Morris:  From which non-business book have you learned the most valuable lessons about business? Please explain.Ingwer: Martin Buber, a philosopher, wrote a book called I-thou. In this book he talks about the sacredness of everyday life and how others we come into contact with are much more similar than dissimilar. A deeply spiritual book that business leaders should also be mindful of when engaged in any kind of commerce. We all need to see ourselves in others and to have reverence for how other people who seem dissimilar to us are actually quite similar, and learn to relate to and empathetize with them. 

Morris: Here are several of my favorite quotations to which I ask you to respond. First, from Lao-Tzu’s Tao Te Ching:

“Learn from the people
Plan with the people
Begin with what they have
Build on what they know
Of the best leaders
When the task is accomplished
The people will remark
We have done it ourselves.”

Ingwer: Although this quote is presumably about leadership, I think it is highly relevant to the field of marketing and many of the ideas in the book. For decades marketers have talked “at” the people—they’ve built their products and services often with little or no input from consumers, and then spent inordinate amounts of time and money on marketing campaigns trying (often unsuccessfully) to sell consumers on their offerings.  But this quote reflects what should be the guiding philosophy for the future of business and marketing strategy.

That is, businesses must strive to talk “with” consumers and listen to them, understand their needs and wants and even involve them in co-production. This should apply not just to developing marketing, but to every level of business—from developing new products/services, to customer interactions and service, to marketing and brand loyalty endeavors.  Several companies have already had great success incorporating this philosophy into certain aspects of their business—for example, soliciting consumer input to vote on a new product or to create their own commercial to air in primetime.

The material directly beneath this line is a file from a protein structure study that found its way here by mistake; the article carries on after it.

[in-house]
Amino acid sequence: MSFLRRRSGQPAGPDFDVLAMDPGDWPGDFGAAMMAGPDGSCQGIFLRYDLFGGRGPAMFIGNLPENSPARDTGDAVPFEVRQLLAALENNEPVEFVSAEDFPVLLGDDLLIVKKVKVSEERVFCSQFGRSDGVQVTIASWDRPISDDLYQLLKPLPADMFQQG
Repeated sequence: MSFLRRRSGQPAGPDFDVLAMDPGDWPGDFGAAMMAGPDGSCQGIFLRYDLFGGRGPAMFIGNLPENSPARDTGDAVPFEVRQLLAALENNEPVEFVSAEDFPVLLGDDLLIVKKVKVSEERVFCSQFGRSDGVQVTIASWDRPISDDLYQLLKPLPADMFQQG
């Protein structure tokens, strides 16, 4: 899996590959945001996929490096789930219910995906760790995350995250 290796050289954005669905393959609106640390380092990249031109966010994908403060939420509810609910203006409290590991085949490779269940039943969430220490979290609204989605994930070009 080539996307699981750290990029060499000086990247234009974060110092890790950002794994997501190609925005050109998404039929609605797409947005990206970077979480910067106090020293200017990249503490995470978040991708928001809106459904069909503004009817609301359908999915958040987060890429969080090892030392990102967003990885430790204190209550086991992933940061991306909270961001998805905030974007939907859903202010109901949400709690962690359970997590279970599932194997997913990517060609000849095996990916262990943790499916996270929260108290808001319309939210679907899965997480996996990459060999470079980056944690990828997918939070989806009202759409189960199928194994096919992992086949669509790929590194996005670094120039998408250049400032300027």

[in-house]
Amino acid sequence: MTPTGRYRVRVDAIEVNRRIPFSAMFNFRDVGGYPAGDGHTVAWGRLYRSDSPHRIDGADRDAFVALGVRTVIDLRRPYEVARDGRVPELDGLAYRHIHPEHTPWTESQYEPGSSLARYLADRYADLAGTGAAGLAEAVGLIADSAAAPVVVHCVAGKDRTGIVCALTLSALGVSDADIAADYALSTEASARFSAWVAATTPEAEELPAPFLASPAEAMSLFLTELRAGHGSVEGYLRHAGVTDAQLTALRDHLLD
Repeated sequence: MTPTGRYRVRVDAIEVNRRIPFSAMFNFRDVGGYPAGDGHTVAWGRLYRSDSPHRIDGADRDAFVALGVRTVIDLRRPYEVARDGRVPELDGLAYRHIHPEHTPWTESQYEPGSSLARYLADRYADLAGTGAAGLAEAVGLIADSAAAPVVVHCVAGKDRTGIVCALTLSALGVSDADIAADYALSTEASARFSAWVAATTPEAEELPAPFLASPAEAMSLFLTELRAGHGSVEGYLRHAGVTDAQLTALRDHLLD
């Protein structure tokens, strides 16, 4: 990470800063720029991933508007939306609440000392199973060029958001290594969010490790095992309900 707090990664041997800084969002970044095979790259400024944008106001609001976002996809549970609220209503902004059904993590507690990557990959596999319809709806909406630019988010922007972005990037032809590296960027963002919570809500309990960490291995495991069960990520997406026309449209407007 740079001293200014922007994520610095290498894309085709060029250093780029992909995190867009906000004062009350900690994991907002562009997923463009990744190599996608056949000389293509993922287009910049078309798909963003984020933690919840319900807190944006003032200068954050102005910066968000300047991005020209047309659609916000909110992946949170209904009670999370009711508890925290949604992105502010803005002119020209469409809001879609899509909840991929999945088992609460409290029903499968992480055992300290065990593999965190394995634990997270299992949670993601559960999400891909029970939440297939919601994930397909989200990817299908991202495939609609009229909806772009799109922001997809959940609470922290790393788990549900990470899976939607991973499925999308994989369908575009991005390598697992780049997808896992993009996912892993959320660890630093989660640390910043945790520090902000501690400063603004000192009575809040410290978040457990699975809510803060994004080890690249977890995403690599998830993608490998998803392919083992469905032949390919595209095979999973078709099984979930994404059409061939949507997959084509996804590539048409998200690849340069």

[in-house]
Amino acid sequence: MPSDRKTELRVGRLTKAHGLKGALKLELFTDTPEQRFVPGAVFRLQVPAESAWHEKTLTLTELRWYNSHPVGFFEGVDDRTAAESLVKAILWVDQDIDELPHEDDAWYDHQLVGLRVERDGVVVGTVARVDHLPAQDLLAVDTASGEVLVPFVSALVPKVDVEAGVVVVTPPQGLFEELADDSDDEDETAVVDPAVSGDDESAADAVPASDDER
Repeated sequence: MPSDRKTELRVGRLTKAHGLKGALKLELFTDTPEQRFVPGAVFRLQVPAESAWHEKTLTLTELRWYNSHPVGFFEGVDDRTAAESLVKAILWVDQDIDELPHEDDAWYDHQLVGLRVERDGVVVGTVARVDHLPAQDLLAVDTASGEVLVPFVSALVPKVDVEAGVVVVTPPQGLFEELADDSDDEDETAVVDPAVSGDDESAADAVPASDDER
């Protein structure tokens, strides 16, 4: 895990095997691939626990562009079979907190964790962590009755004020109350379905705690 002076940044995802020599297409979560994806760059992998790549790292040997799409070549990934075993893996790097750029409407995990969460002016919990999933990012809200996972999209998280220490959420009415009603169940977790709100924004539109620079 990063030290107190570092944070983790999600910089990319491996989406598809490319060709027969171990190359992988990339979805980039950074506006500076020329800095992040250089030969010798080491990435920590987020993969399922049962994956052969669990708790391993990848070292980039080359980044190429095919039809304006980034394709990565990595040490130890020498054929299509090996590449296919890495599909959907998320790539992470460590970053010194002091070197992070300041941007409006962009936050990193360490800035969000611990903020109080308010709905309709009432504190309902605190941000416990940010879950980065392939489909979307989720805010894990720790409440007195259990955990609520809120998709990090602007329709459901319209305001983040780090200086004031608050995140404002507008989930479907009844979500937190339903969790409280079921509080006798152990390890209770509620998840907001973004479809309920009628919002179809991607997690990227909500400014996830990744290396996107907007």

By taking the time to really listen to and learn about consumers and give them a voice in your products, services, and marketing companies can ensure consumers are invested in the company, creating long-term satisfaction and loyalty.

Morris: Finally, from Peter Drucker: “There is surely nothing quite so useless as doing with great efficiency what should not be done at all.”

Ingwer: I think we can all agree with the validity of this quote and its effectiveness at highlighting an all too common problem with marketing today. With increasing budget restrictions and the never-ending influx of new technology and digital marketing solutions, marketers are frequently focused on improving the efficiency of their current endeavors without stopping to assess whether they are even headed in the right direction at all.